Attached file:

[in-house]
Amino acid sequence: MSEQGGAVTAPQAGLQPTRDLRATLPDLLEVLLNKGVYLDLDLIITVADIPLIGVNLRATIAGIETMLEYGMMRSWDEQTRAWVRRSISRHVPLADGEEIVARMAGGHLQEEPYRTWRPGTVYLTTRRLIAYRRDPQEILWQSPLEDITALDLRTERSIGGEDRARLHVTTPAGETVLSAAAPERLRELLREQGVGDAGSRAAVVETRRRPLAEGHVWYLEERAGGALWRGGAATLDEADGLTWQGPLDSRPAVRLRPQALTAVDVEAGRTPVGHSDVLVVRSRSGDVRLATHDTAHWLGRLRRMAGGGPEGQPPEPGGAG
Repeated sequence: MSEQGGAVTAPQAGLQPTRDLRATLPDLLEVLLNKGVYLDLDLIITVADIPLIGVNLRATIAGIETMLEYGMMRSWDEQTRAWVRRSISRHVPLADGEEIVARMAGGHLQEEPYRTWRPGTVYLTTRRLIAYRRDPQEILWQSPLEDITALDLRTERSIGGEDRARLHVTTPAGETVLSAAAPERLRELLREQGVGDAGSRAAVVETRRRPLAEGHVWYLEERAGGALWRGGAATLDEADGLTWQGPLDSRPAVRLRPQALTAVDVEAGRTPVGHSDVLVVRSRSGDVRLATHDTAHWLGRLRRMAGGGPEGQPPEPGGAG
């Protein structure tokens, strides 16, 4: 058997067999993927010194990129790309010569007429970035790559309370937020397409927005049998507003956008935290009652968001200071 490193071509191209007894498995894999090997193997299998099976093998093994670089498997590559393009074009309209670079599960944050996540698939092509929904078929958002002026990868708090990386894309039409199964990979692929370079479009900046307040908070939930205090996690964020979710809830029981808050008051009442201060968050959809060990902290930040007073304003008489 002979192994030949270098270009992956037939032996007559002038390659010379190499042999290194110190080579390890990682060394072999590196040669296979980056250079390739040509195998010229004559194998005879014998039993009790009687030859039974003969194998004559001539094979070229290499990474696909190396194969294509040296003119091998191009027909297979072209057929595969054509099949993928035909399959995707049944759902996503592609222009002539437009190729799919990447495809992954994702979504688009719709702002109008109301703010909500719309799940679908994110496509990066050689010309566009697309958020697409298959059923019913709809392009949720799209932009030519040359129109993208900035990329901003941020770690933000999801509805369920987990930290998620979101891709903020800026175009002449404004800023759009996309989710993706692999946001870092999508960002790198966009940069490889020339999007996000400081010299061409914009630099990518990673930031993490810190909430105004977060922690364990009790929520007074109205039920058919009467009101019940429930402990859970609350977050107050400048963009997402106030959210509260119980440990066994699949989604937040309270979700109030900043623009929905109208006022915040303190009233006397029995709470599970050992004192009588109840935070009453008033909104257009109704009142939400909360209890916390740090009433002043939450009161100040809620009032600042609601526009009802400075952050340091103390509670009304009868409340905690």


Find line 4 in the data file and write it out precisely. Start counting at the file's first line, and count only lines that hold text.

């Protein structure tokens, strides 16, 4: 058997067999993927010194990129790309010569007429970035790559309370937020397409927005049998507003956008935290009652968001200071 490193071509191209007894498995894999090997193997299998099976093998093994670089498997590559393009074009309209670079599960944050996540698939092509929904078929958002002026990868708090990386894309039409199964990979692929370079479009900046307040908070939930205090996690964020979710809830029981808050008051009442201060968050959809060990902290930040007073304003008489 002979192994030949270098270009992956037939032996007559002038390659010379190499042999290194110190080579390890990682060394072999590196040669296979980056250079390739040509195998010229004559194998005879014998039993009790009687030859039974003969194998004559001539094979070229290499990474696909190396194969294509040296003119091998191009027909297979072209057929595969054509099949993928035909399959995707049944759902996503592609222009002539437009190729799919990447495809992954994702979504688009719709702002109008109301703010909500719309799940679908994110496509990066050689010309566009697309958020697409298959059923019913709809392009949720799209932009030519040359129109993208900035990329901003941020770690933000999801509805369920987990930290998620979101891709903020800026175009002449404004800023759009996309989710993706692999946001870092999508960002790198966009940069490889020339999007996000400081010299061409914009630099990518990673930031993490810190909430105004977060922690364990009790929520007074109205039920058919009467009101019940429930402990859970609350977050107050400048963009997402106030959210509260119980440990066994699949989604937040309270979700109030900043623009929905109208006022915040303190009233006397029995709470599970050992004192009588109840935070009453008033909104257009109704009142939400909360209890916390740090009433002043939450009161100040809620009032600042609601526009009802400075952050340091103390509670009304009868409340905690």